Handling Abuse

By Marjorie Foerster Eddington


I'm tired of dealing with putdowns from my boyfriend, who is always calling me stupid. I'm a straight A student. He keeps telling me to quit school and make money. We've gone together for five years, and lately, when he gets angry, he hits me and shoves me into the wall or into a car. How should I handle this abuse?


I'd like to ask you and anyone else in this horrible situation a question: Do you love yourself? Really think about this question and be honest with yourself. Your answer is critical to the way you work through this abusive situation. How much do you love yourself? Do you love and value yourself enough to free yourself from this abuse? Or, do you really not love or value yourself, and therefore, you are willing to put up with such abuse?

I'd like to ask you another question: If you had a daughter, and your daughter came to you and told you she was in this situation, what would you want her to do? What would you tell her? Would you tell her to stick with the guy and take the abuse, to live in fear of pain or hurt or even death? Or would you tell her to break it off with the guy, no matter what the consequences? Would you really be able to handle watching your daughter being told she's stupid and being beat up by her boyfriend?

There are a lot of excuses women use to explain why they stay in abusive relationships -- he really can be a nice guy when he's not angry; I love him; he fits in well with my family, and my parents like the guy (even though they don't really know what he's like); if I leave him, he'll hurt me more; this is part of life for me and women in my culture (ethnic or religious), and I just have to learn how to put up with it; I'm never going to find another man to love me. What all these excuses boil down to is that these women don't love themselves and don't think they're worthy of wonderful relationships. They're willing to settle -- to settle for men who do not value them.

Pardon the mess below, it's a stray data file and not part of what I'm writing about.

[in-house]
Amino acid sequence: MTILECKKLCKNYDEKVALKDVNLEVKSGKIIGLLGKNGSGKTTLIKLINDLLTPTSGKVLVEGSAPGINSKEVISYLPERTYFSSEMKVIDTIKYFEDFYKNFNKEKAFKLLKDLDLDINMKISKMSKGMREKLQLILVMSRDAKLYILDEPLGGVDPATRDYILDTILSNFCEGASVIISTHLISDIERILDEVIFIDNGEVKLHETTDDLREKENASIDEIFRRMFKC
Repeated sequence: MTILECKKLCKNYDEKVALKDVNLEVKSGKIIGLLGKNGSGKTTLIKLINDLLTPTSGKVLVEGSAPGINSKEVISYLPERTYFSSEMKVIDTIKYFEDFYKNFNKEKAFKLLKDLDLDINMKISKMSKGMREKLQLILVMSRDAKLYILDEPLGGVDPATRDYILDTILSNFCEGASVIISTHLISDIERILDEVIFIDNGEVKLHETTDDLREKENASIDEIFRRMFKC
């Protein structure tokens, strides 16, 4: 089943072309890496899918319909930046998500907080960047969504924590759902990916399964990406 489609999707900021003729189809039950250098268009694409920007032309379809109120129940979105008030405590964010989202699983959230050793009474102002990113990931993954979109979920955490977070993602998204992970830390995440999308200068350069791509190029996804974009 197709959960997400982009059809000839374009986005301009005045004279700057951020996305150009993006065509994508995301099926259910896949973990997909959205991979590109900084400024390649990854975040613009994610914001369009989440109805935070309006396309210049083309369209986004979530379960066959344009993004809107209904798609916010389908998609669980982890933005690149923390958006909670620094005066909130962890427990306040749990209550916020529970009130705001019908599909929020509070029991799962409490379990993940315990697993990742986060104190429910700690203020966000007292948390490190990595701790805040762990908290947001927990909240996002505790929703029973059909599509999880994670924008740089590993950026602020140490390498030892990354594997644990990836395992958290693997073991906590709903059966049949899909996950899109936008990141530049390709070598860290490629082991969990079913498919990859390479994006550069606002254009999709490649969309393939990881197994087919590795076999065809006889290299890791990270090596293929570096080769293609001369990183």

Do you want to be with a man who does not value you? Do you want to raise children with a man who beats his wife? Because a man who beats his girlfriend will not become a loving husband; he will continue his pattern of behavior. Women often delude themselves into thinking that they can change their men. No one can change another person. We all want to think that people can change; and they can -- when they want and work to do so.

It is vitally important to pray for individuals who abuse others. They desperately need healing. Jesus saw the good in people who others condemned; as a result, he healed them. But we can pray for others and see the good in them without being in relationships with them. Staying with someone to help him or her become a better person by getting over an addiction to abuse or a substance is only going to bring you physical and emotional pain. The purpose of personal, intimate relationships is not social work; it is love. And pain, abuse, and hurt, which foster fear, have no partnership with love. John reminds us:

There is no fear in love; but perfect love casteth out fear: because fear hath torment. He that feareth is not made perfect in love. (I John 4:18)

If the person you love makes you fearful, then you are not in a loving relationship. If love has fear in it, then it is not love. If you are scared to leave this relationship, Psalms has a comforting promise:

The Lord is on my side; I will not fear: what can man do unto me? (118:6)

And Isaiah shows that you can live free from fear. Whole, complete individuals and strong relationships are founded upon that which is good and pure:

In righteousness shalt thou be established: thou shalt be far from oppression; for thou shalt not fear: and from terror; for it shall not come near thee. (54:14)